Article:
As part of the Yale Ciencia Academy for Career Development, the 2016 class of fellows led and implemented a series of science outreach projects to put into practice the communication, teaching and leadership skills they learned during their year in the program. Through these projects, these young scientists also had the opportunity to broaden their impact on society and their communities.
We are proud to welcome the 2017 Yale Ciencia Academy Fellows. These 40 young scientists come from 23 institutions in Puerto Rico and throughout the US, they represent a wide variety of research interests, and each brings diverse experiences and perspectives. Just two months into the new class, we are already blown away by the talent, creativity, and drive of the students.
We invite you to get to know our 2017 Yale Ciencia Academy Fellows!
During the first Conversations with Scientists of the 2017 Yale Ciencia Academy (YCA), scientists in research careers talked about their experiences applying for and getting a postdoc, as well as shared practical advice and strategies that helped them during the process.
The panelists were: Dr. Reyna Martinez de Luna, Research Scientist at SUNY Upstate Medical University; Dr. Janitza Montalvo-Ortiz, Postdoctoral Research Associate at Yale University; and Dr. Manuel Navedo, Associate Professor at the University of California, Davis.
Watch the conversation and read a summary put together by 2017 YCA Fellows Victor Aguilar, Simara Laboy and Aileen García-Vargas below.
During this conversation, panelists in a variety of careers shared practical advice on how you can effectively market yourself to be competitive for your next career move. Panelists also shared strategies for personal branding to help graduate students establish themselves as leaders or experts in their field.
Below is some reading material about marketing yourself and personal branding:
During this conversation, panelists with experience obtaining grants, fellowships and other funds shared practical strategies to get funding from diverse sources (federal and state government, foundations, private industry, etc.), particularly graduate and postdoctoral fellowships. Panelists also provided general advice for successful fundraising in or outside academia, for example, making sure you have an organized, solid narrative; reading the call for proposals carefully; seeking feedback from mentors and peers; anticipating reviewer questions, etc.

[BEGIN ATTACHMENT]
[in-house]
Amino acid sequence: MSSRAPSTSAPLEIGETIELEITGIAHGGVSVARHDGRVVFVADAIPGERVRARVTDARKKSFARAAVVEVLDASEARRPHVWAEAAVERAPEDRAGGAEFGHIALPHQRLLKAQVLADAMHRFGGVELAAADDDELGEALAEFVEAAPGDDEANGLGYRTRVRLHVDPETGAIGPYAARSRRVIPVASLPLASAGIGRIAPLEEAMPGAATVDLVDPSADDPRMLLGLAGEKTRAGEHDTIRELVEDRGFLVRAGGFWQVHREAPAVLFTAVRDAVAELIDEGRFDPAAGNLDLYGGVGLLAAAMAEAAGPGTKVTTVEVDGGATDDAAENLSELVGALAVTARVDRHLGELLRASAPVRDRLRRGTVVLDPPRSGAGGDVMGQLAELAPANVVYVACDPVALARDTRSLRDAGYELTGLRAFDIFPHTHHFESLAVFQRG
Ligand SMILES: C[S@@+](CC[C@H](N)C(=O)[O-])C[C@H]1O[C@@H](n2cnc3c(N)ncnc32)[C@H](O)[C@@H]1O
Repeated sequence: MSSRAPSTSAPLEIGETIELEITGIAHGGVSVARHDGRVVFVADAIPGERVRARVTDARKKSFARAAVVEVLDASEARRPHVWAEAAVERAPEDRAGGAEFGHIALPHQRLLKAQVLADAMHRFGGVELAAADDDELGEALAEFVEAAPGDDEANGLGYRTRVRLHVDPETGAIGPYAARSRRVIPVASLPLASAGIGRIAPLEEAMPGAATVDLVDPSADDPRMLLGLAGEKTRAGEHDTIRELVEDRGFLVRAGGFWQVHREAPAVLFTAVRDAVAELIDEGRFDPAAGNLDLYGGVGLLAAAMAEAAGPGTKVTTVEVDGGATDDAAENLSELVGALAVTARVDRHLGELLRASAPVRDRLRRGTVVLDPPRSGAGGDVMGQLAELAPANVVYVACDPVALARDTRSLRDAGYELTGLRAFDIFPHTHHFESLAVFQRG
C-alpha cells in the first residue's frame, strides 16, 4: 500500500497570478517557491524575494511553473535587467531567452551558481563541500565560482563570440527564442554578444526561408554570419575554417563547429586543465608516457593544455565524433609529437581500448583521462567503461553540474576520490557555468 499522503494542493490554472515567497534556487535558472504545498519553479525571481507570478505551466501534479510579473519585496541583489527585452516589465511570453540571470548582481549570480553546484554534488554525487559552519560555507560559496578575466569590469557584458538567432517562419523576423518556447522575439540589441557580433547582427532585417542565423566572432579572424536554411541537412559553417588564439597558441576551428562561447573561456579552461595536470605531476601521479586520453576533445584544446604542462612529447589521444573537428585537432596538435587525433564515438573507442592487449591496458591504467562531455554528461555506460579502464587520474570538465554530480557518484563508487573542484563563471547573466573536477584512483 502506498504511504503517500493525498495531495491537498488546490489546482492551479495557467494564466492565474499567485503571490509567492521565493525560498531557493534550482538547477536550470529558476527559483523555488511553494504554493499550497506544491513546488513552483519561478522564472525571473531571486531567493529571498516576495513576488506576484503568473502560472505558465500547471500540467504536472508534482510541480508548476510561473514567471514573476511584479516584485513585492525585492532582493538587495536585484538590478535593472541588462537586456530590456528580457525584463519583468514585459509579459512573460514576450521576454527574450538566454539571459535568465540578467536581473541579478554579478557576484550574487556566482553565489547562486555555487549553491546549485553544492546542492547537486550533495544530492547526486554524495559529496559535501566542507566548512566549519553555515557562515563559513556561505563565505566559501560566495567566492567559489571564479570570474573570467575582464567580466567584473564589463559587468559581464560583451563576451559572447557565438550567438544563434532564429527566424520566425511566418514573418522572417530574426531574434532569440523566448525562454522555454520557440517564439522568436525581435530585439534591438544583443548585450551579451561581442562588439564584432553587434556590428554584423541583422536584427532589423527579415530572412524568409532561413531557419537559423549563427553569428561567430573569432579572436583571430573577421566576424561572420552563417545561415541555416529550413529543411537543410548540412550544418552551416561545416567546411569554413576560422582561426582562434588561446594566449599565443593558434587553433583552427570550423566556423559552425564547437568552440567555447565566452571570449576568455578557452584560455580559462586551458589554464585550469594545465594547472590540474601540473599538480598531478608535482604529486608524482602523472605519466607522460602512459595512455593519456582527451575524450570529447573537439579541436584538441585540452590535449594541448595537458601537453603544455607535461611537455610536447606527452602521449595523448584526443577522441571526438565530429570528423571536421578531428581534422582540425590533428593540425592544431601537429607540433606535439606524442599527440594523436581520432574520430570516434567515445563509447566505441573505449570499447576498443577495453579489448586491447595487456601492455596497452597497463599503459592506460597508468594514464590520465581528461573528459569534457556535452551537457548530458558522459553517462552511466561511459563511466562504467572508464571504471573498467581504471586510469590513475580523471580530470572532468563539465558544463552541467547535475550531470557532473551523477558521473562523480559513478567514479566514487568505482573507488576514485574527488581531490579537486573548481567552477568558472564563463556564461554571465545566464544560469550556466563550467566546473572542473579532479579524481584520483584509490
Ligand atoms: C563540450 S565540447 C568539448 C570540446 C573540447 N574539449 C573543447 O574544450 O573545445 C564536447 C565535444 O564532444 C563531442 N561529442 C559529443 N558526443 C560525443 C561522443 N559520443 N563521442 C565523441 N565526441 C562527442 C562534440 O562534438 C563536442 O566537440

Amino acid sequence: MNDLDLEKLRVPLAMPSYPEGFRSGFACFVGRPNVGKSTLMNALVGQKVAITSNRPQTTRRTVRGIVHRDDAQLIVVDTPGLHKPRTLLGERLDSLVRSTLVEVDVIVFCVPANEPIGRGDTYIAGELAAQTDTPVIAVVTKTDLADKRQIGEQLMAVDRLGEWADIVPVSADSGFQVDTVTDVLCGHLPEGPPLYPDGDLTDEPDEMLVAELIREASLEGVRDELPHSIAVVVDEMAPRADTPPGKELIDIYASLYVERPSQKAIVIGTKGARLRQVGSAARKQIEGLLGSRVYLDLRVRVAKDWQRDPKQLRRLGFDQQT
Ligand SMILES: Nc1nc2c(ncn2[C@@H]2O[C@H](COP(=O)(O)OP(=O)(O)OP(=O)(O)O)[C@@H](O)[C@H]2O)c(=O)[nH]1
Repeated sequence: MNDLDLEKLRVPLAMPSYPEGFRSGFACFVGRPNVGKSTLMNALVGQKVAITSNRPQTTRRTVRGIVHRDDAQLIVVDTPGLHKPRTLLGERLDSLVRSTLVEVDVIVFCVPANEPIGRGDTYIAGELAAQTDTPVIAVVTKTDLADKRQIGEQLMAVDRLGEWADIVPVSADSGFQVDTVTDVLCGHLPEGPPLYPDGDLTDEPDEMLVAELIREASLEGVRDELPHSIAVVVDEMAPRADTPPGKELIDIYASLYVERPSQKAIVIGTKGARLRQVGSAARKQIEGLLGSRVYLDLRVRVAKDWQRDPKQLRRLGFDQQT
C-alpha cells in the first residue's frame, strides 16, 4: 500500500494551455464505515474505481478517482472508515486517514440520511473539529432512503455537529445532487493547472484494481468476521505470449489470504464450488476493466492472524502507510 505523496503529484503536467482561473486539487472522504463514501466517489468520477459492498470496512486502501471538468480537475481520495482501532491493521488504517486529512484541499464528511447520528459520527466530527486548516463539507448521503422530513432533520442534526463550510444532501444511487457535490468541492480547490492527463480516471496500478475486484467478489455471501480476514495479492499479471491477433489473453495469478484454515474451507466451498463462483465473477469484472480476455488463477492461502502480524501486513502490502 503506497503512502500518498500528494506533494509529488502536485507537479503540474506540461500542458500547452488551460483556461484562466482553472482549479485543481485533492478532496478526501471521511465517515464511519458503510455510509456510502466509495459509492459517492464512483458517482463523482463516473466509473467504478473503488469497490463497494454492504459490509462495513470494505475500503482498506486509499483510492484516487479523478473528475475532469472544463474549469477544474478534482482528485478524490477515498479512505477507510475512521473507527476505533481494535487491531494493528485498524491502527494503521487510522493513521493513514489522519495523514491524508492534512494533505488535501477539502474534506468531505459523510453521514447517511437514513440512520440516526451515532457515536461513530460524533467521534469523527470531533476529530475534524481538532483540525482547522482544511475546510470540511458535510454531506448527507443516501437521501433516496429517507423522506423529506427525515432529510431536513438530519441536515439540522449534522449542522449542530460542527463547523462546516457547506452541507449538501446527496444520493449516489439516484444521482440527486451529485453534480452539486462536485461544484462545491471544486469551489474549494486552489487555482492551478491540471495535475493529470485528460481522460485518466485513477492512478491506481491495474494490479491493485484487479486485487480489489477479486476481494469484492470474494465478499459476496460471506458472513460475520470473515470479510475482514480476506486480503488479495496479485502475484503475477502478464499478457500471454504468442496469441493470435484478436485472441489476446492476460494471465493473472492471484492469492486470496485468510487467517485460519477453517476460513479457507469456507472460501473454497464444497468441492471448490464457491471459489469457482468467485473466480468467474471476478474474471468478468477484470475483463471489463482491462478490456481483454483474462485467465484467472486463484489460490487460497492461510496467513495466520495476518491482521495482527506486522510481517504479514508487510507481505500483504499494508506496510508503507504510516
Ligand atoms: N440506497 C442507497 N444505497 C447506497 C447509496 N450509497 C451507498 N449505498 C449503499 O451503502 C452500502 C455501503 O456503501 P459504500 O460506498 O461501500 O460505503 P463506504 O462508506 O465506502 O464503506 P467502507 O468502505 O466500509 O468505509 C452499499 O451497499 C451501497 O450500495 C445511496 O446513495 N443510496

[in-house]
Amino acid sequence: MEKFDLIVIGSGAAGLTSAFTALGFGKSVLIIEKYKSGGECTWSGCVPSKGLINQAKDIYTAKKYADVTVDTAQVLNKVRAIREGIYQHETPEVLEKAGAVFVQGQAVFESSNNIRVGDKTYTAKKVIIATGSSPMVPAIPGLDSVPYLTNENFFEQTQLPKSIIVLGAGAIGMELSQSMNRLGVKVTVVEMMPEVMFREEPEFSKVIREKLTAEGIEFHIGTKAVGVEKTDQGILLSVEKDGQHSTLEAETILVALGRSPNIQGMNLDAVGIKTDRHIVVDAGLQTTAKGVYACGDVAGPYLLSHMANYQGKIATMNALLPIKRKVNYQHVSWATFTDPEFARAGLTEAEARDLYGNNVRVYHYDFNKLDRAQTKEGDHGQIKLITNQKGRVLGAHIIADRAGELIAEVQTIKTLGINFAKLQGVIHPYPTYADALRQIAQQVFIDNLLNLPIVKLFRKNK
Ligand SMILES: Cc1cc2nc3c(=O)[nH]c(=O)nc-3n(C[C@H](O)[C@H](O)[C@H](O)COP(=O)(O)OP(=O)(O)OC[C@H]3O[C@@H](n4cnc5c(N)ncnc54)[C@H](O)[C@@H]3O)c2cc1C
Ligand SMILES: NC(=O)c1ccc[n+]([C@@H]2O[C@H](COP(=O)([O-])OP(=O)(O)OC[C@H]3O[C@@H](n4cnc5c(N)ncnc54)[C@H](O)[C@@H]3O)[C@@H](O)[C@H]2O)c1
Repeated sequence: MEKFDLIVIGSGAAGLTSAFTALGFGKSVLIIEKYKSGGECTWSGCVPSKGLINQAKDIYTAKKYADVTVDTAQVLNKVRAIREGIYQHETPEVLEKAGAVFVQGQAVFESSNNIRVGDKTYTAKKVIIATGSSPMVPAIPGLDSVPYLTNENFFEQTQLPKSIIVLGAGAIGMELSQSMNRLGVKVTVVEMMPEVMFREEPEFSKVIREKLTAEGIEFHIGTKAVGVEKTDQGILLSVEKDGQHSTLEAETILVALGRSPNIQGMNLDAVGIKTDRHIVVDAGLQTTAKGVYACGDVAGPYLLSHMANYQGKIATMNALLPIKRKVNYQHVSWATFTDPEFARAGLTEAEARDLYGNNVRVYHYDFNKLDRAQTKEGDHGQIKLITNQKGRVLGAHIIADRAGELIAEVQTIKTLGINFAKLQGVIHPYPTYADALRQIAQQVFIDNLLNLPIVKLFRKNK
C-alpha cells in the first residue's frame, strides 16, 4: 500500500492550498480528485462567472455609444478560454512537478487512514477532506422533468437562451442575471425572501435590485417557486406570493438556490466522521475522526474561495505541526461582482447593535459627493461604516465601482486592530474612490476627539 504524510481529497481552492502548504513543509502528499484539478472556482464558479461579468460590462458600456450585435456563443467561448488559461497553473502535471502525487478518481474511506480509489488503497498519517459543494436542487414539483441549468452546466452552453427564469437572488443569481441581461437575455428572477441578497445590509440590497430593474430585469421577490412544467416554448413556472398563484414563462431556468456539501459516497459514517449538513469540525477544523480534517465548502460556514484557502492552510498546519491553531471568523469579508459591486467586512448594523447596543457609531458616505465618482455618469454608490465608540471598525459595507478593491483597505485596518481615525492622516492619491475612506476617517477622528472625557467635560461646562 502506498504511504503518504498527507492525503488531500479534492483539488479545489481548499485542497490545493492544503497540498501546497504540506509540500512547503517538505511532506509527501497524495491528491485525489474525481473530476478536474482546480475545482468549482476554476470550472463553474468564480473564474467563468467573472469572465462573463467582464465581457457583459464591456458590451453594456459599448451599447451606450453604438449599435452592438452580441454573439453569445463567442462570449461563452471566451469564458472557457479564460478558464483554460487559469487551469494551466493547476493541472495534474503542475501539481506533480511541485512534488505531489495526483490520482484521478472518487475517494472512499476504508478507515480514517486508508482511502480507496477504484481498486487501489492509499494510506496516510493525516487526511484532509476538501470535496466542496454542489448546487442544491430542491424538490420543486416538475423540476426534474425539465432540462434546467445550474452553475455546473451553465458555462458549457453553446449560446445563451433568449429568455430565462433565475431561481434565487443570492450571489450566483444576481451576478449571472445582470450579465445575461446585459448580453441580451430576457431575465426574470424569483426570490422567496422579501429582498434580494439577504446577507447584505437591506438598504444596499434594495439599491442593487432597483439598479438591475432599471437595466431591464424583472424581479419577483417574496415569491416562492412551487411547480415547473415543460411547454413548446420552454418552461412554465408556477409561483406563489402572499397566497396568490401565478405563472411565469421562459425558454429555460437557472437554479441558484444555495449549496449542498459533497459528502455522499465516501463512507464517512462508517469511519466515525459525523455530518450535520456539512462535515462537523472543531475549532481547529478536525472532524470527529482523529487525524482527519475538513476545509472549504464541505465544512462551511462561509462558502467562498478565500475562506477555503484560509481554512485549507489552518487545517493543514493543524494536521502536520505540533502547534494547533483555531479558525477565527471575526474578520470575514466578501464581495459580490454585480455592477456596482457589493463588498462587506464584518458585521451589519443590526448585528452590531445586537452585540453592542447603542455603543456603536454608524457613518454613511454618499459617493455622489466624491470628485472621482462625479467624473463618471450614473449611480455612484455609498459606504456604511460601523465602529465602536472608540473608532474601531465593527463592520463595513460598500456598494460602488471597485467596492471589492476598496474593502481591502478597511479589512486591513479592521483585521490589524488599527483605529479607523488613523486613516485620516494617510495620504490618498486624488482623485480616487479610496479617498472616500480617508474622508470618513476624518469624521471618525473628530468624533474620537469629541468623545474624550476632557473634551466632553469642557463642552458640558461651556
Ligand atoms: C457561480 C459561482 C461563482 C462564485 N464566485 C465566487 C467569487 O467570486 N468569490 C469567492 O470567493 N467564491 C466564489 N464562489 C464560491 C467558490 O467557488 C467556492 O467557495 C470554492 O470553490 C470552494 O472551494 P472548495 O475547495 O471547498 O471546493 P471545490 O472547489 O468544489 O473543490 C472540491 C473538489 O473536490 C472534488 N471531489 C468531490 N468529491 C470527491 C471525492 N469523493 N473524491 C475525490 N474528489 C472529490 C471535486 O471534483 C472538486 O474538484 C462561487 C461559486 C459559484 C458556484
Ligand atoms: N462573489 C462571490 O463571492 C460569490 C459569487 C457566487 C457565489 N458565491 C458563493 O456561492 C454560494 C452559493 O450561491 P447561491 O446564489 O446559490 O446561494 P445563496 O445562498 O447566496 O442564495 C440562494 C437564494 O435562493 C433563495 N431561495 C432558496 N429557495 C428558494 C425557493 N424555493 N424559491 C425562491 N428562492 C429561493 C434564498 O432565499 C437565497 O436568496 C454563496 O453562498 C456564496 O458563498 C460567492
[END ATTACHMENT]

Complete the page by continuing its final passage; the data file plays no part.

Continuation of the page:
Your training as a scientist gives you a lot of skills that can be applied to many other sectors. Many life sciences PhDs find fulfilling employment in jobs as varied as science policy, consulting, publishing, law, funding, etc. But how do you make the transition from academia to a new sector? How can you sell the skills you gained as a PhD to work in positions where laboratory research is not involved?
During this Yale Ciencia Academy for Career Development (YCA) Conversation with Scientists, graduate fellows in the program spoke with three scientists who have pursued careers away from the bench. Our speakers included,
The biotechnology or pharmaceutical industry offers diverse opportunities for PhDs in the life sciences. You can pursue careers in research and development (R&D), management, business, operations and manufacturing, among many others. But, how do you enter a career in industry? How does a PhD prepare you? What skills are important?
A postdoctoral position is the expected next step for many graduate students. If you are interested in an academic career, then a postdoc is definitely a necessary rung on the ladder towards academia. Choosing the right postdoc will then be one of the most important decisions for your career and you will need to think about it carefully and with advance time before making the switch. If you are still not sure about your career goals, then a postdoc might afford you additional time to make a decision, but this can come at a cost of time and salary. For these reasons, it is important to inform yourself as soon as possible about what it means to do a postdoc and what to consider when searching for one.
Not all academic jobs are created equal. Some focus primarily on research, some on teaching and many are a combination of both research and teaching. How does one decide which academic career to pursue? What are the perks and challenges of each?